Speakeasies, Sofas, and the History of Finger Foods

On her website ToriAvey.com, Tori Avey explores the story behind the food – why we eat what we eat, how the recipes of different cultures have evolved, and how yesterday’s recipes can inspire us in the kitchen today. Learn more about Tori and The History Kitchen.

Super Bowl Finger Food

Super Bowl Sunday is just around the corner. For most football fans, that means covering the coffee table with a variety of miniature, caloric, tasty finger foods. This annual tradition was born of convenience; with a room full of people sitting on couches, it would be awkward to serve a multi-course meal. Finger foods, also known as canapés, are the perfect solution. They’re portable, easy to handle, and you don’t need a fork to enjoy them. They allow you to taste a large variety of foods in one sitting. As it happens, finger foods rose in popularity around the same time cocktail parties became fashionable. And, if you think about it, Super Bowl Sunday is sort of like a cocktail party… only instead of martinis and little black dresses, jerseys and beer rule the day.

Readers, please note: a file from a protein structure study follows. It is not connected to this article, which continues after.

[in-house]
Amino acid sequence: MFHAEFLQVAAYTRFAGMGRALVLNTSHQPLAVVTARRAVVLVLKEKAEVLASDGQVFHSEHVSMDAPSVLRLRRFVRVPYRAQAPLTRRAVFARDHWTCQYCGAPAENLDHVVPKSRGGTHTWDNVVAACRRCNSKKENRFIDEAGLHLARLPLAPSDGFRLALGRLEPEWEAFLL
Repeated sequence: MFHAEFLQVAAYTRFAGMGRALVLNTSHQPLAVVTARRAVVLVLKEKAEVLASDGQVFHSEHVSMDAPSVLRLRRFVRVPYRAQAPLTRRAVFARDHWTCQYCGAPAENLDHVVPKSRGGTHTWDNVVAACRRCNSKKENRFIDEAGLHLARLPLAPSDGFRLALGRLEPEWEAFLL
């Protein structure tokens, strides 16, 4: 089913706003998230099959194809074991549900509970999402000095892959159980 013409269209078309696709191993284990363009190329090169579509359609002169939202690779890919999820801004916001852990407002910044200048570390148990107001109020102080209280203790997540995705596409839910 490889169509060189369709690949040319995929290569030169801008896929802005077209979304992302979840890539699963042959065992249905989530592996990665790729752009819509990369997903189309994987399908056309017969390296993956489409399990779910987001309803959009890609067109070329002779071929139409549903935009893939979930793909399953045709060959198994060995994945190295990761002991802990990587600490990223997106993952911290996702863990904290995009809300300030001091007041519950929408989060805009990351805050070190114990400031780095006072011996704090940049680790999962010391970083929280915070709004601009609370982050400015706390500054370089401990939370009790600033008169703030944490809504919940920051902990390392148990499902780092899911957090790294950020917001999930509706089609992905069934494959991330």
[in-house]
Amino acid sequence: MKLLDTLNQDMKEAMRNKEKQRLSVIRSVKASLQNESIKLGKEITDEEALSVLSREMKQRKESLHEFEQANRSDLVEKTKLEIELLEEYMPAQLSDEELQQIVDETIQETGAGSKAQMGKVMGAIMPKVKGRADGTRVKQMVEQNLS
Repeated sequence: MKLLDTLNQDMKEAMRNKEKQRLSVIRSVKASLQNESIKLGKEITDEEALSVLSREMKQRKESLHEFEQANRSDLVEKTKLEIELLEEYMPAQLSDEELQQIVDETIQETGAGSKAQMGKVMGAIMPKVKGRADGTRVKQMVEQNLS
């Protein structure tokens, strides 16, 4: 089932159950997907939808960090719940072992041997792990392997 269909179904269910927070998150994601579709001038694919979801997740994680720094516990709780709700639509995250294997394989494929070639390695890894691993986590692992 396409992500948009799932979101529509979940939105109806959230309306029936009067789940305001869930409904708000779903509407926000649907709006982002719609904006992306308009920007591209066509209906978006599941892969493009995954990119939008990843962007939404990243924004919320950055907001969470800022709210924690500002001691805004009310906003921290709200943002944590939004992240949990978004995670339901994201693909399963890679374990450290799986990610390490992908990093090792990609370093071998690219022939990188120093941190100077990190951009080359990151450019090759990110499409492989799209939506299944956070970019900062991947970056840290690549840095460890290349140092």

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Discover the History of Chicken and Waffles

On her website ToriAvey.com, Tori Avey explores the story behind the food – why we eat what we eat, how the recipes of different cultures have evolved, and how yesterday’s recipes can inspire us in the kitchen today. Learn more about Tori and The History Kitchen.

History of Chicken and Waffles

If you’ve ever tried the unlikely pairing of chicken and waffles, you understand the appeal. It’s a delectable union of sweet and salty, soft and crunchy, maple and… chicken? I realize it might sound strange to the uninitiated. As somebody who has repeatedly enjoyed this improbable creation, I must insist– don’t knock it till you’ve tried it. Chicken and waffles are a dynamic culinary duo.

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Discover the History of the Sandwich

On her website ToriAvey.com, Tori Avey explores the story behind the food – why we eat what we eat, how the recipes of different cultures have evolved, and how yesterday’s recipes can inspire us in the kitchen today. Learn more about Tori and The History Kitchen.

Sandwich